FoodReference.com (since 1999)
Food Articles, News & Features Section
Home | Food Articles | Food Trivia | Today In Food History | Recipes | Cooking Tips | Videos
Food Quotes | Who's Who | Food Trivia Quizzes | Crosswords | Food Poems | Food Posters
Cookbooks | Magazines | Recipe Contests | Culinary Schools | Gourmet Tours | Food Festivals
See also: Healthy Food Choices Videos
A phytochemical (fight-o-chemical) is a natural bioactive compound found in fruits and vegetables that works together with vitamins, minerals, and fiber to promote good benefit your health in many ways. The bioactive functions of phytochemicals — or the way they work in your body — is an ongoing area of research.
Act as antioxidants
Stimulate detoxification enzymes
Stimulate the immune system
Positively affect hormones
Act as antibacterial or antiviral agents
Phytochemicals are usually related to the color of fruits and vegetables — green, yellow-orange, red, blue-purple, and white. Hundreds of phytochemicals have been discovered. You can benefit from all of them by eating 5 to 9 servings of colorful fruits and vegetables everyday.
Remember, only fruits and vegetables, not pills or supplements, can give you phytochemicals and nutrients in the healthy combinations nature intended. When you eat fruits and vegetables, nutrients are easily absorbed to provide maximum health benefits. In contrast, supplements or pills contain large doses of only one or a couple of phytochemicals. These isolated supplements have not been proven to be effective or even safe.
By eating a variety of colorful fruits and vegetables — green, yellow-orange, red, blue-purple, and white — you're giving your body a wide range of nutrients that are important for good health. Each color offers something unique, like different vitamins, minerals, and disease-fighting phytochemicals, that work together to protect your health. Only fruits and vegetables, not pills or supplements, can give you these nutrients in the healthy combinations nature intended. Here are some examples:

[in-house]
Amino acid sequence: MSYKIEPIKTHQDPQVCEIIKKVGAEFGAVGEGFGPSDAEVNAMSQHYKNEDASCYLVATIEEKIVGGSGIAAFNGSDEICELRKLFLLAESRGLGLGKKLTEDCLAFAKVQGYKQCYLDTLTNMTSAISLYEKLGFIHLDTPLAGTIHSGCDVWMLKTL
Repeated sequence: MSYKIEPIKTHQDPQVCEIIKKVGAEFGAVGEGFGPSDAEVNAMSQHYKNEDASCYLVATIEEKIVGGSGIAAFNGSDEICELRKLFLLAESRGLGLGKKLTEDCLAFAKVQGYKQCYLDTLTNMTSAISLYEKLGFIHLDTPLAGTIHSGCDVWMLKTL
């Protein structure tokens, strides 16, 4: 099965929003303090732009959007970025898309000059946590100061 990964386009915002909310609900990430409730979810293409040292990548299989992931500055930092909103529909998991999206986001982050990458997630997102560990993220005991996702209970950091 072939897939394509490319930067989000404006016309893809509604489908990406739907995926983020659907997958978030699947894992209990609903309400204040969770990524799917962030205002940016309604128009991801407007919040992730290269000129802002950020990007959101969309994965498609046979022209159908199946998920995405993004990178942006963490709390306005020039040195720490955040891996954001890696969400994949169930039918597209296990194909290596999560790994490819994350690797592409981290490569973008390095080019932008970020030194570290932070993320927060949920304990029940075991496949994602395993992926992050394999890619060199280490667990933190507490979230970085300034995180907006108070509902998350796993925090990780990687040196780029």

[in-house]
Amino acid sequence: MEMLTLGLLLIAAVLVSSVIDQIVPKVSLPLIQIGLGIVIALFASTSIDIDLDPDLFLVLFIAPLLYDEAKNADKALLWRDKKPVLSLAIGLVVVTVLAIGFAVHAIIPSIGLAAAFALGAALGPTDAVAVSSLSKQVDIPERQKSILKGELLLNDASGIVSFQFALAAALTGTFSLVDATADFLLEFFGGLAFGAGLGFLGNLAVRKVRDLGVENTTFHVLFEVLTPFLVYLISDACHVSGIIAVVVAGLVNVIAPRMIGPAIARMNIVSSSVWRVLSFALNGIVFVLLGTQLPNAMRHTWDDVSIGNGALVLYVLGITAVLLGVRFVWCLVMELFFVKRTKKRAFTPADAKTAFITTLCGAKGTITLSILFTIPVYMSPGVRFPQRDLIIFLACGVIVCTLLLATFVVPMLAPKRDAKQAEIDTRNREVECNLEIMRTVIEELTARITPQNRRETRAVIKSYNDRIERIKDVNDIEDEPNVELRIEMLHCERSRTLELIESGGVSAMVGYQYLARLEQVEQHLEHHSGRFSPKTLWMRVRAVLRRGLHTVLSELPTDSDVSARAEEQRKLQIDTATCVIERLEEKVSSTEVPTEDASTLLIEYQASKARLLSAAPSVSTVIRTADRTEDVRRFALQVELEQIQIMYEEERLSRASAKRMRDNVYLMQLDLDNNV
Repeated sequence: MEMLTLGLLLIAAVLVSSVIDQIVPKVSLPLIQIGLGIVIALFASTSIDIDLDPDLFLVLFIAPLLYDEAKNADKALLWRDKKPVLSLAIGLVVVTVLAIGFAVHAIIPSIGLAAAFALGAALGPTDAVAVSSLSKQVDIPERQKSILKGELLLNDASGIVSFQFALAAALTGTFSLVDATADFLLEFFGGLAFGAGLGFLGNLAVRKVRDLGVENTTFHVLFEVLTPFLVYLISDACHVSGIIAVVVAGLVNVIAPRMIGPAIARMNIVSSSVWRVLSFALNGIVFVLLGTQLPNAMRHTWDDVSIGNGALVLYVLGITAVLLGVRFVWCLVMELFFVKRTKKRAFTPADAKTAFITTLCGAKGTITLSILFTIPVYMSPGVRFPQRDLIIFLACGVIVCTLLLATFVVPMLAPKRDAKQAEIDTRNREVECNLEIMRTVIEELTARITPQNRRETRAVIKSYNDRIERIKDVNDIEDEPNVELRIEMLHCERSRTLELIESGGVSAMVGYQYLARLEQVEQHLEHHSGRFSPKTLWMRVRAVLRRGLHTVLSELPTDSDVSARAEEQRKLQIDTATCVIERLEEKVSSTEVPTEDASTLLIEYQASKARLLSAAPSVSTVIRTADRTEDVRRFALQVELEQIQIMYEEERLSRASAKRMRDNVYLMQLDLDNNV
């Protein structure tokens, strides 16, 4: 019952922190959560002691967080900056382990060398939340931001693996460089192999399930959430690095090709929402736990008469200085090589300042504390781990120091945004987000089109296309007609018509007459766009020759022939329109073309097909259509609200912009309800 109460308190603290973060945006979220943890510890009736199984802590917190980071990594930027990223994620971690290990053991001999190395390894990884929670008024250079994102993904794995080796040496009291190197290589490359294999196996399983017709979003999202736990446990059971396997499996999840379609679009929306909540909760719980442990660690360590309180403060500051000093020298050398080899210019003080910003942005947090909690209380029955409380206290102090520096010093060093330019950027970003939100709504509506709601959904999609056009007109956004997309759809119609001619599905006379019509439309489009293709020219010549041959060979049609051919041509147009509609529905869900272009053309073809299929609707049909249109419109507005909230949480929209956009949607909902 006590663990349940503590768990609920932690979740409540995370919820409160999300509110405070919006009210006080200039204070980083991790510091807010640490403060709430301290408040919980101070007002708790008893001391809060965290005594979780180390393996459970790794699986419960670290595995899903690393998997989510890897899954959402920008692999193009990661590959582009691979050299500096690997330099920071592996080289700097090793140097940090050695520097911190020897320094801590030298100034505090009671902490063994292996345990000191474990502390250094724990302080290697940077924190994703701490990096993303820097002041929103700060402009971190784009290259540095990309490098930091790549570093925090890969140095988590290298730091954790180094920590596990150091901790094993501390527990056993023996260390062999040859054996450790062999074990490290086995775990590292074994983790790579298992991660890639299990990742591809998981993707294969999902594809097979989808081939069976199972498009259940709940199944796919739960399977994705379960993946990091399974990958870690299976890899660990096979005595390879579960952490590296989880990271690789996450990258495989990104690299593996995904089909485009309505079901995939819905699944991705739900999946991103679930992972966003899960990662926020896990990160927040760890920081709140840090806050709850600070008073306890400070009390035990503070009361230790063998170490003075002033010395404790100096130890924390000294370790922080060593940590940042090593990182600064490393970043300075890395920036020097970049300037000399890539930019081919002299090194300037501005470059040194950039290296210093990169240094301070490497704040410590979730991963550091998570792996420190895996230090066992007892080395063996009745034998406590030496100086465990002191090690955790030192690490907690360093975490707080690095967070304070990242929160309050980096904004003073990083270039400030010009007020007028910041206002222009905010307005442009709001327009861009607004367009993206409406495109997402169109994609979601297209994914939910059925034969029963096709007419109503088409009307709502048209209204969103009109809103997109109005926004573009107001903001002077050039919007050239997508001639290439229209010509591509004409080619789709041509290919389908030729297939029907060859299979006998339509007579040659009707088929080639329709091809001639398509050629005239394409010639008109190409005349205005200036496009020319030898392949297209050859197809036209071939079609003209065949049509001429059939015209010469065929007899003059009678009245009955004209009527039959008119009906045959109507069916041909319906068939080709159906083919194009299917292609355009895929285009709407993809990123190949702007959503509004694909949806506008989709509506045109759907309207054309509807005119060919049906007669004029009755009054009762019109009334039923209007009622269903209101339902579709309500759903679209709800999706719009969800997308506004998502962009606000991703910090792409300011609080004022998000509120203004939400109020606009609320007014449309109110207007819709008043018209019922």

Lutein and Zeaxanthin
Turnip, Collard, and Mustard Greens, Kale, Spinach, Lettuce, Broccoli, Green peas, Kiwi, Honeydew Melon
Broccoli, Cabbage, Brussels Sprouts, Bok Choy, Arugala, Swiss Chard, Turnips, Rutabaga, Watercress, Cauliflower, Kale
Swiss Chard, Kale, Brussels Sprouts, Spinach, Turnip Greens, Watercress, Endive, Lettuce, Mustard Greens, Cabbage
Leafy greens, Broccoli
Beta-Carotene & Vitamin A
Carrots, Sweet potatoes, Pumpkin, Butternut Squash, Cantaloupe, Mangoes, Apricots, Peaches
Bioflavonoids & Vitamin C
Oranges, Grapefruit, Lemons, Tangerines, Clementines, Peaches, Papaya, Apricots, Nectarines, Pears, Pineapple, Yellow Raisins, Yellow Pepper
Bananas, Oranges, Grapefruit, Lemons, Pineapple, Apricots
Cranberries, Pink grapefruit, Raspberries, Strawberries, Watermelon, Red Cabbage, Red Pepper, Radishes, Tomatoes
Raspberries, Cherries, Strawberries, Cranberries, Beets, Apples, Red Cabbage, Red Onion, Kidney Beans, Red Beans
Anthocyanins & Vitamin C
Blueberries, Blackberries, Purple Grapes, Black Currants, Elderberries
Dried Plums (Prunes), Raisins, Plums, Eggplant
Allium & Allicin
Garlic, Onions, Leeks, Scallions, Chives
Please feel free to link to any pages of FoodReference.com from your website.
For permission to use any of this content please E-mail: email@example.com
All contents are copyright © 1990 - 2015 James T. Ehler and www.FoodReference.com unless otherwise noted. All rights reserved.
You may copy and use portions of this website for non-commercial, personal use only.
Any other use of these materials without prior written authorization is not very nice and violates the copyright.
Please take the time to request permission.